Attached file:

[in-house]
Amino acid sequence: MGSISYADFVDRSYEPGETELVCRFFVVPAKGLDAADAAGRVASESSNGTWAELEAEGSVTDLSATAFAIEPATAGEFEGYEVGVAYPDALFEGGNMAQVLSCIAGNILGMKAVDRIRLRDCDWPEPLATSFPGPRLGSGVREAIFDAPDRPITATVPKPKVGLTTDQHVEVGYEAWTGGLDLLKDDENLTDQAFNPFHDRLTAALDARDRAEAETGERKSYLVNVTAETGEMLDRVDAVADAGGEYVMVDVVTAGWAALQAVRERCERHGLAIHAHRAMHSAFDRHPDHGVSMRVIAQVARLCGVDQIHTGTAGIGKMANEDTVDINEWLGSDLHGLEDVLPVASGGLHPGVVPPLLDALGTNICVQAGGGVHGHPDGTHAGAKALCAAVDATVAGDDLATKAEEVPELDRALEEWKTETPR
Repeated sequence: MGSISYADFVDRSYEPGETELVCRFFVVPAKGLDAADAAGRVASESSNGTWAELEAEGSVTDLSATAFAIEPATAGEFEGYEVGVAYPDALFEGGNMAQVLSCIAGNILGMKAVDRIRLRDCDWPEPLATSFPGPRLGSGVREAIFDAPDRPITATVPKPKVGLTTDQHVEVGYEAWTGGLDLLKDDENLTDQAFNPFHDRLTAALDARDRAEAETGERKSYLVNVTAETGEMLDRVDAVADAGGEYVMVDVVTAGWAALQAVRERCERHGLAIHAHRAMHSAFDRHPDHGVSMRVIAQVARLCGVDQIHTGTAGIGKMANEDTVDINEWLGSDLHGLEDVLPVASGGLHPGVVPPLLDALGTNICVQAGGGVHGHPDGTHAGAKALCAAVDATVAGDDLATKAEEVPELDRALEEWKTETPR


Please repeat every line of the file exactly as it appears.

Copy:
[in-house]
Amino acid sequence: MGSISYADFVDRSYEPGETELVCRFFVVPAKGLDAADAAGRVASESSNGTWAELEAEGSVTDLSATAFAIEPATAGEFEGYEVGVAYPDALFEGGNMAQVLSCIAGNILGMKAVDRIRLRDCDWPEPLATSFPGPRLGSGVREAIFDAPDRPITATVPKPKVGLTTDQHVEVGYEAWTGGLDLLKDDENLTDQAFNPFHDRLTAALDARDRAEAETGERKSYLVNVTAETGEMLDRVDAVADAGGEYVMVDVVTAGWAALQAVRERCERHGLAIHAHRAMHSAFDRHPDHGVSMRVIAQVARLCGVDQIHTGTAGIGKMANEDTVDINEWLGSDLHGLEDVLPVASGGLHPGVVPPLLDALGTNICVQAGGGVHGHPDGTHAGAKALCAAVDATVAGDDLATKAEEVPELDRALEEWKTETPR
Repeated sequence: MGSISYADFVDRSYEPGETELVCRFFVVPAKGLDAADAAGRVASESSNGTWAELEAEGSVTDLSATAFAIEPATAGEFEGYEVGVAYPDALFEGGNMAQVLSCIAGNILGMKAVDRIRLRDCDWPEPLATSFPGPRLGSGVREAIFDAPDRPITATVPKPKVGLTTDQHVEVGYEAWTGGLDLLKDDENLTDQAFNPFHDRLTAALDARDRAEAETGERKSYLVNVTAETGEMLDRVDAVADAGGEYVMVDVVTAGWAALQAVRERCERHGLAIHAHRAMHSAFDRHPDHGVSMRVIAQVARLCGVDQIHTGTAGIGKMANEDTVDINEWLGSDLHGLEDVLPVASGGLHPGVVPPLLDALGTNICVQAGGGVHGHPDGTHAGAKALCAAVDATVAGDDLATKAEEVPELDRALEEWKTETPR